It became a two-team race early, but Russia edged the United States in a great finish in the men's 5,000m short-track relay.
Russia set a new Olympic record of six minutes and 42.371 seconds as Victor An raced past the finish line to earn his third gold medal in Sochi. Willie Cornblatt of NBC Olympics noted how impressive the veteran skater has been:
The United States grabbing silver was an accomplishment for a team that was struggling mightily:
China were able to earn a bronze despite an early fall, edging out the Netherlands for third place. Here is a look at the final standings, including the secondary final, courtesy of Sochi2014.com:
|Men's 5,000-Meter Relay Results|
|6 (B Final)||Canada||6:43.747|
|7 (B Final)||South Korea||6:43.921|
|8 (B Final)||Italy||6:44.904|
Paul Newberry of the Associated Press notes the dramatic events that took place on the first lap:
Kazakhstan held third place for a long time, but it was simply unable to keep up with the talent on the ice.
This left just a two-team race for most of the 45 laps, coming down to An and J.R. Celski on the final turn. However, the Russian was able to come away with yet another victory in an impressive career.
The United States team almost didn't even qualify for the main final after a crash knocked them out of the semifinal race. However, a review showed that the South Korean skater interfered, and the American squad replaced the defending silver medalist in the next round.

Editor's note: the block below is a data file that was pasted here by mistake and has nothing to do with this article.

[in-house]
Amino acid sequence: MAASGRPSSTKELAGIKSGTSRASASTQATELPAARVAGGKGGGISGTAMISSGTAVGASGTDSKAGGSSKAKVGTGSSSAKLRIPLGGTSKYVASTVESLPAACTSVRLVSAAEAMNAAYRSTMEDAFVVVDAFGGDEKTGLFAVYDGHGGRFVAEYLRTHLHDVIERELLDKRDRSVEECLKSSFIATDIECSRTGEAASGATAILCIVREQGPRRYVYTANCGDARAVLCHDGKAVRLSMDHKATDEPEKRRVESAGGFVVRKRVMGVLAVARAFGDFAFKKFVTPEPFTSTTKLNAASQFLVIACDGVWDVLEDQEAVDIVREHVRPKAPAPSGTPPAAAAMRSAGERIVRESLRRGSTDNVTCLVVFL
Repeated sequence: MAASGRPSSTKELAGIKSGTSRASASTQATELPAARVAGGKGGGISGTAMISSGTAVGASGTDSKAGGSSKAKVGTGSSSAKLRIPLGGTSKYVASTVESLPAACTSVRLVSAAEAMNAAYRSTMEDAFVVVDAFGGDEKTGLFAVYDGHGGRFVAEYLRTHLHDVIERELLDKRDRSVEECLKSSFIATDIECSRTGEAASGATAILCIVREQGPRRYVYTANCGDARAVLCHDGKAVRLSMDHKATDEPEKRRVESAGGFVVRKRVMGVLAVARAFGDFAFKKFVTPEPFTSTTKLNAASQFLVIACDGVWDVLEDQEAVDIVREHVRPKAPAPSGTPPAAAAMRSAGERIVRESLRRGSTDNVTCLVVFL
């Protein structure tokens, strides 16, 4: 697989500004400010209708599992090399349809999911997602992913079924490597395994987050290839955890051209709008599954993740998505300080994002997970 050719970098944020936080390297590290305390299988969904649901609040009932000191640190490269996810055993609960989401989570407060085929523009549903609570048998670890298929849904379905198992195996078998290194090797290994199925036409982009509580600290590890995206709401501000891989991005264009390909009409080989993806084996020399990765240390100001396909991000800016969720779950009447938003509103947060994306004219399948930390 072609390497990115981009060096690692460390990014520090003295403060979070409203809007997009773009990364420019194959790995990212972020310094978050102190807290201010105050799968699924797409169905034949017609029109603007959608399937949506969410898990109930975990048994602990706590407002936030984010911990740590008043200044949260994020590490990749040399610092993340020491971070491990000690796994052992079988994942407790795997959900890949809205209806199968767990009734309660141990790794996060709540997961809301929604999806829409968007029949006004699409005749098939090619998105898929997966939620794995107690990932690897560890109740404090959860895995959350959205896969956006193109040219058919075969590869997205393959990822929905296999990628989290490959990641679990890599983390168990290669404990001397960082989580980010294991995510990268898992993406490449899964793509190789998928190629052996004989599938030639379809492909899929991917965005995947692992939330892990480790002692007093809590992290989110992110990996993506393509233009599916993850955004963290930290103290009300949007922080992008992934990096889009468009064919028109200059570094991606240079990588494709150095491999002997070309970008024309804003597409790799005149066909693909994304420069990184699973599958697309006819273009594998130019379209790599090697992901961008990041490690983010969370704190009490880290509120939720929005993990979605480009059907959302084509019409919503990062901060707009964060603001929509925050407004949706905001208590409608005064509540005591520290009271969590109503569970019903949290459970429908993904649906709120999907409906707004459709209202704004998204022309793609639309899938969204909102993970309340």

Eddy Alvarez explained his feelings to Linda Robertson of the Miami Herald: "It was a very stressful three minutes. I’m extremely relieved. Now we have to skate to our potential in the final. We have to let the tiger out of the cage."
The group might not have completely reached its potential, but it should be proud of a silver medal.
Amazingly, this is the first medal for the United States in either speedskating or short track, completing one of the more disappointing runs in recent memory.
On the other hand, the Russians took advantage of top teams like Canada and South Korea outside of the final and were able to come away with an impressive run.
The battle for third place was also exciting, but the Netherlands were unable to recover from their crash and ended behind China for fourth.
While this was a team event, the big story remains the success of An:
The former South Korean star won four medals in Sochi, including two golds within an hour of each other. At 28 years old, he will certainly be past his prime at the next games, but he should never be counted out.
Meanwhile, Celski remains a top contender in the future in multiple events, as well as a number of other skaters from the United States. The question is whether the Americans can do a better job of preparing for the individual events next time around.
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